© Photos and content by Meghann Jarchow and Alexa Kruse. 

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Cattails and Allelopathy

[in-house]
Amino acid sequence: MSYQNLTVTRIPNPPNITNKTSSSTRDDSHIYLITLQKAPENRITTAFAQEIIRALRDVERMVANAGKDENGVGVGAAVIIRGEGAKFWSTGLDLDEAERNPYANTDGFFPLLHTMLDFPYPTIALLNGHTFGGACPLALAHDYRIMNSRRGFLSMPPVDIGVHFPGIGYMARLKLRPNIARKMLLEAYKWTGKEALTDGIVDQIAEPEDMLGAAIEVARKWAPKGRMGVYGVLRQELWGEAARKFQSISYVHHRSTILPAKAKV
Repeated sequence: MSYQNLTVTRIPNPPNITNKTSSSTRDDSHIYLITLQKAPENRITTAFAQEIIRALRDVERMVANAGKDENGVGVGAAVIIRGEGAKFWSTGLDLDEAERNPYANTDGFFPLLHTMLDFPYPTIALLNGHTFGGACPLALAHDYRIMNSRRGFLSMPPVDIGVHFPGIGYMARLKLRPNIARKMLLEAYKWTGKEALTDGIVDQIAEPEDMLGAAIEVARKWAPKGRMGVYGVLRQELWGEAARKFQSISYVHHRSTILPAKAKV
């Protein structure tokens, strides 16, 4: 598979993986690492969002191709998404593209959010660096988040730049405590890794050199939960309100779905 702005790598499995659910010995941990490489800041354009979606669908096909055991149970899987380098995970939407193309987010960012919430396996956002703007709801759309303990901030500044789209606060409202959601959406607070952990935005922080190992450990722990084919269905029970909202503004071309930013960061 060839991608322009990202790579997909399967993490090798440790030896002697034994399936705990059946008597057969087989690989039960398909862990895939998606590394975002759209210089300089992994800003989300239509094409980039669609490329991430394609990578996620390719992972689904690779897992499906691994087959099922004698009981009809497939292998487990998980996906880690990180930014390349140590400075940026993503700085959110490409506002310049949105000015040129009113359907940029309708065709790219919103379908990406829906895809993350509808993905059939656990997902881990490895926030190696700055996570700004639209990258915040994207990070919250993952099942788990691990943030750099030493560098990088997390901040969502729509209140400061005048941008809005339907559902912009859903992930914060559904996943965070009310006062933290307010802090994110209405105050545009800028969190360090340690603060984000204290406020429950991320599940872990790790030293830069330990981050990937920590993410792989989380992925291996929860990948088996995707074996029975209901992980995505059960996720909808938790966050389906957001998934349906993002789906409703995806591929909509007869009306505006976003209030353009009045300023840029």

Second to habitat destruction, the loss of biological diversity due to invasive species is the leading cause of extinctions.  Understanding the mechanisms of invasiveness is necessary to control the spread of invasive species.  Two invasion hypotheses, the Novel Weapons Hypothesis and the Hybrid Superiority Hypothesis, may be useful in explaining the invasiveness of Typha angustifolia (narrow-leaved cattail) and Typha x glauca (hybrid cattail), respectively.  Both T. angustifolia and T. x glauca are invasive wetland plants that often form monocultures in disturbed wetlands.  Dr. Meghann Jarchow's research objectives were to determine whether allelopathy is a mechanism that has contributed to the invasiveness of T. angustifolia and T. x glauca.  To determine whether allelopathy is a mechanism of invasiveness in T. angustifolia, Meghann grew T. angustifolia with a native bulrush, Bolboschoenus fluviatilis (river bulrush) with and without activated carbon in a greenhouse.  To further characterize the allelopathy in T. angustifolia, Meghann quantitatively and qualitatively analyzed the soluble bulk phenolics, a major class of allelochemicals, produced by T. angustifolia grown alone and T. angustifolia grown with B. fluviatilis.  To determine whether T. x glauca had hybrid vigor regarding allelochemicals production, the soluble bulk phenolics produced by the roots and leaves of T. angustifolia, Typha latifolia (wide leaved cattail), and T. x glauca were analyzed.  Meghann found that T. angustifolia reduced the fitness of B. fluviatilis through allelopathy.  Additionally, the allelopathic response of T. angustifolia was regulated in the roots but not in the leaves providing support that the allelopathy in T. angustifolia occurs primarily through root exudates.  Meghann also found that T. angustifolia, T. latifolia, and T. x glauca produced quantitatively and qualitatively different soluble bulk phenolics in the roots and leaves with T. x glauca producing more soluble bulk phenolics in the leaves than either parental species.  This suggests that T. x glauca may have hybrid vigor regarding allelochemicals production.  Future research should examine the importance of allelopathy in the invasiveness of T. angustifolia and T. x glauca in the field.